Do you want to be a more successful marketer in 2009? Then here’s a good New Year’s resolution: avoid the top ten marketing mistakes. Whether you’re just getting started with marketing or are an experienced professional, these ten mistakes are common enough that anyone can slip up and make them. Fortunately, these missteps also can be easily avoided.
Strike these mistakes from your marketing efforts and you’ll achieve better results:
1. Not measuring your current marketing program.
The only way to know if your current marketing tactics are working is by measuring their performance. Not measuring your marketing program is like packing for a trip without knowing where you’re going. You should set goals for any marketing program you use, and evaluate performance against those goals. A goal could be number of leads or referrals, amount of brand exposure, invitations to speak at an event . . . whatever makes sense for the specific program. When you measure, you can manage — and you can make necessary adjustments to your marketing program using data to support your decisions.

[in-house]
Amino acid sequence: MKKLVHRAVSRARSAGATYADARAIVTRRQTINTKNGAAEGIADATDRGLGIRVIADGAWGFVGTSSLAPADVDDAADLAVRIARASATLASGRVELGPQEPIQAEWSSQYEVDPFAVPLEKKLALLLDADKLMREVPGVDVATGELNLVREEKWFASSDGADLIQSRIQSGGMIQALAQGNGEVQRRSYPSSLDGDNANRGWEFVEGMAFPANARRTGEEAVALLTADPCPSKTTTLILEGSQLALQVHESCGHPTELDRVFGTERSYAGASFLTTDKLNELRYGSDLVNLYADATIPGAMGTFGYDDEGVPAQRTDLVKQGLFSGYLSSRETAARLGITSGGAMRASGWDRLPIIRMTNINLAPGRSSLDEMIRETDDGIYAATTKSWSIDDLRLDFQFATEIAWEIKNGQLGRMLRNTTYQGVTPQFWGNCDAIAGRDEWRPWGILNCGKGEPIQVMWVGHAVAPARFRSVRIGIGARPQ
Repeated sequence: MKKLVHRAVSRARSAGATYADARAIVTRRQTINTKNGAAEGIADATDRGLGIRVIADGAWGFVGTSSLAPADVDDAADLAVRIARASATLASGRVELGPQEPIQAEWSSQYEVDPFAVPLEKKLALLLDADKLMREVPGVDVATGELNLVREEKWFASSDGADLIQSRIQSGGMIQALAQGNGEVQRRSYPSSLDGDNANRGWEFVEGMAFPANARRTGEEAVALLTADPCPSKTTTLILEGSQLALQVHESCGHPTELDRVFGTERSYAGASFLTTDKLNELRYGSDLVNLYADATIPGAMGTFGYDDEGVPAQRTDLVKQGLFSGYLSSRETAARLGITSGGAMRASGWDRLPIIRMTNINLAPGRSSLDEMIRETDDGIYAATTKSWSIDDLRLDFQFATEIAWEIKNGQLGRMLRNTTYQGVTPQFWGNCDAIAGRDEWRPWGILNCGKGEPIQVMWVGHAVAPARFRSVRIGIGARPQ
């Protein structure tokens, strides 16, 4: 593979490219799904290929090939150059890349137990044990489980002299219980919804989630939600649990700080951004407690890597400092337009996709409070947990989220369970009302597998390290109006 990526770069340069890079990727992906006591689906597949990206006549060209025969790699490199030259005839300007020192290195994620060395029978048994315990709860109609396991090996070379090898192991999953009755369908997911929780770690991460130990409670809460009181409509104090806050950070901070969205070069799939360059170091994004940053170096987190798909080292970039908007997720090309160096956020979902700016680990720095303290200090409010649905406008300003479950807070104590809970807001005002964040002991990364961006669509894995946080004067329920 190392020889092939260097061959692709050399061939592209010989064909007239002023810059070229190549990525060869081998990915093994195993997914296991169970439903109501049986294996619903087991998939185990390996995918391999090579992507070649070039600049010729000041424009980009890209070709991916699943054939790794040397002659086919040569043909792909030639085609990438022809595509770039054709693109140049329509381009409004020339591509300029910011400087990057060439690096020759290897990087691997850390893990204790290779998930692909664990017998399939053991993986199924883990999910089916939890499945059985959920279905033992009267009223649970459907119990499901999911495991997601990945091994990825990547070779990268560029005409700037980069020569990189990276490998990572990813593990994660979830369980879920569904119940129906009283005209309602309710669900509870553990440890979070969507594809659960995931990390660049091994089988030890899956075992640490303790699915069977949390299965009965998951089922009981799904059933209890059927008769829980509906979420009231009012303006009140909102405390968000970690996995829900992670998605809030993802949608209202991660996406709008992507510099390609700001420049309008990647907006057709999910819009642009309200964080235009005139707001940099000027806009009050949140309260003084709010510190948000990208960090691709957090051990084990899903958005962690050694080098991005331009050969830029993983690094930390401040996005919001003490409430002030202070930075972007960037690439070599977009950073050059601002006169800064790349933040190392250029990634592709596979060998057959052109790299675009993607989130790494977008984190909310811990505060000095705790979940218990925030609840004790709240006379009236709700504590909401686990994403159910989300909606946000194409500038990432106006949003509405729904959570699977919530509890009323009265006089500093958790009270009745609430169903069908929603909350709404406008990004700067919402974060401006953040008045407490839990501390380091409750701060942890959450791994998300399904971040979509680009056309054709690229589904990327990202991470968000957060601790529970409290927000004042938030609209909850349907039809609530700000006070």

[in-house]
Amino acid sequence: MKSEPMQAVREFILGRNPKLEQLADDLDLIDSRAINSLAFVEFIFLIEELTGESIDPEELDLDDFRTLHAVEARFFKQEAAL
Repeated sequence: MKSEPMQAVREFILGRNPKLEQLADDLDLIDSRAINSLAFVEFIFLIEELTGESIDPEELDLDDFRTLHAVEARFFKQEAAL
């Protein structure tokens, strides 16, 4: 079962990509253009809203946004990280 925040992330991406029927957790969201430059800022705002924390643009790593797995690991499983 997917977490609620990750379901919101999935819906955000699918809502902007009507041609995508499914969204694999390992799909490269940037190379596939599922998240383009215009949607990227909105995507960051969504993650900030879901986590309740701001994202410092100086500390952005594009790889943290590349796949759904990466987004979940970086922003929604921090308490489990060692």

2. Staying on the same path.
It was Albert Einstein who said that insanity is doing the same thing over and over again and expecting different results. We’re not calling anyone insane, but you can’t do what you’ve done in the past and expect it still to work. The economy has changed, new marketing channels have emerged, and the way your customers and prospects find information has evolved. Don’t assume that a marketing tactic that worked last year or the year before will work this year or next. Be ready to change and try new marketing tactics appropriate for today’s business environment.